Among several other needs this winter, the Cubs would do well to address the lack of swing and miss in their rotation. Cubs starters ranked 24th with a 20.3% strikeout rate, while both their 7.78 K/9 and 9.7% swinging strike rates ranked 25th in MLB. League averages for those respective categories were 22.1%, 8.47, and 10.8%, so the Cubs were roughly 8-10% worse across the board. Not great.
Also not great is that they could end up just running it back, assuming Marcus Stroman chooses not to opt out of his third year and that the Cubs pick up the $16.5 million option on Kyle Hendricks. I’m less worried about how Stroman impacts Hendricks than I am about how bringing both back could preclude Jed Hoyer from going out and making a meaningful addition to the rotation. Unless, that is, the front office looks to flip Stroman to a team with even more work to do on its starting five.
In addition to trimming $21 million from the budget, moving Stroman could net a prospect or two to use in a trade or backfill the system in the event of other trades. Between the need to take a big step forward and the organization’s strong depth, not to mention a little redundancy in the outfield, it’s almost assured that Hoyer is going to look for a least one big deal this offseason.
His due diligence will surely bring him into contact with the Rays, who always find new ways to reinvent themselves and will want to do so again after being swept brusquely out of the playoffs by the Rangers. As Marc Topkin of the Tampa Bay Times wrote over the weekend, that could mean spinning off some higher-priced players whose contracts are getting both heavier and shorter.
The team will have a different look, as it always does, when reassembling in February in Port Charlotte, as team officials weigh salaries against performances, as well as current need vs. future projections. Top salaried pitcher Tyler Glasnow (a team-record $25 million) and position player Manuel Margot ($10 million) seem likely to be in trade discussions.
Not since Chris Archer have Cubs fans pined for a Tampa pitcher the way they have for Glasnow, and I have to say I’m one of them. I mean, he’s a 6-foot-8 Cillian Murphy doppelganger who can do a backflip, has an Ol’ Dirty Bastard tattoo on his foot, and looks at a picture of apex douchebag Martin Shkreli to get mad before he pitches. As for that pitching: He’s also got a big fastball, wipeout slider, and nasty curve.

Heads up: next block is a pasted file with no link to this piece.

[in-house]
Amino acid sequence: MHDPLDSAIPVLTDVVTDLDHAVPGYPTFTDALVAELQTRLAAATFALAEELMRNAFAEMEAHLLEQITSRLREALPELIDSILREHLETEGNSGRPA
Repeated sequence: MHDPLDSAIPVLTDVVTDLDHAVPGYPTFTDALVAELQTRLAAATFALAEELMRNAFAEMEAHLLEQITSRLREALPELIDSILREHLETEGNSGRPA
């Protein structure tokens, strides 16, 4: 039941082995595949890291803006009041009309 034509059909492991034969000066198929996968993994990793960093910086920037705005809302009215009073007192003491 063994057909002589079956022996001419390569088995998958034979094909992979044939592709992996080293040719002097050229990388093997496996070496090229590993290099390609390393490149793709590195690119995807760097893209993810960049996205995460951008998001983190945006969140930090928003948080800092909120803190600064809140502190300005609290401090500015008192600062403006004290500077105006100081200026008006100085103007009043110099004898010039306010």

Glasnow averaged 12.15 K/9 with a 33.4% strikeout rate which was actually his lowest since 2019 and a 16.4% swinging-strike rate. That latter figure was second to only Spencer Strider‘s 16.9% among 127 pitchers with at least 100 innings this past season. The sample is also significant because Glasnow logged a career-high 120 innings in 2023. Therein lies the big issue, as we’re talking about an oft-injured 30-year-old who has surpassed 100 innings just twice and has only managed more than 62 innings in three seasons.
The only other campaign in which Glasnow put up a triple-digit workload was in 2018, and that’s when he went from Pittsburgh to Tampa — in the Archer deal, no less — and made just 11 starts in 45 total appearances. All of those starts came with the Rays, for what it’s worth. An arm strain cost him most of 2019, the pandemic shortened 2020, and a UCL tear shelved him for most of both the 2021 and ’22 seasons. But where one man sees flapping red flags, another might notice only the cool breeze from all those futile swings.
Glasnow’s $25 million salary for next year is $4 million more than the next two highest salaries on the team combined, one of which is Margot. The frugal Rays are currently projected to have a payroll of around $122 million for next season, so devoting over 20% of that to one player doesn’t seem like their jam. Trading Glasnow was viewed as a foregone conclusion since they signed him to a two-year, $30.35 million deal prior to last season. The widely-held assumption was that the Rays would seek to move him after paying only $5.35 million to rebuild his value in the first year of the deal.
Though Glasnow indeed pitched well after coming back from an oblique strain that kept him out until the end of May, his sketchy injury history and limited club control at a high salary should mean the prospect return won’t be all that high. Then again, the Rays somehow manage to know other teams’ farm systems better than the teams themselves, hence their propensity for stealing future All-Stars for next to nothing. Even with that in mind, I could get behind a deal that gives the Cubs the sort of dynamic hurler they’ve sorely lacked for way too long.
Glasnow would be a very risky bet, to be sure, but the Cubs have some depth in the rotation and could have more on the come as Ben Brown and Cade Horton continue to develop. This is the kind of trade I’d really like to see the Cubs make, which means it’s pretty much a lock that it won’t happen.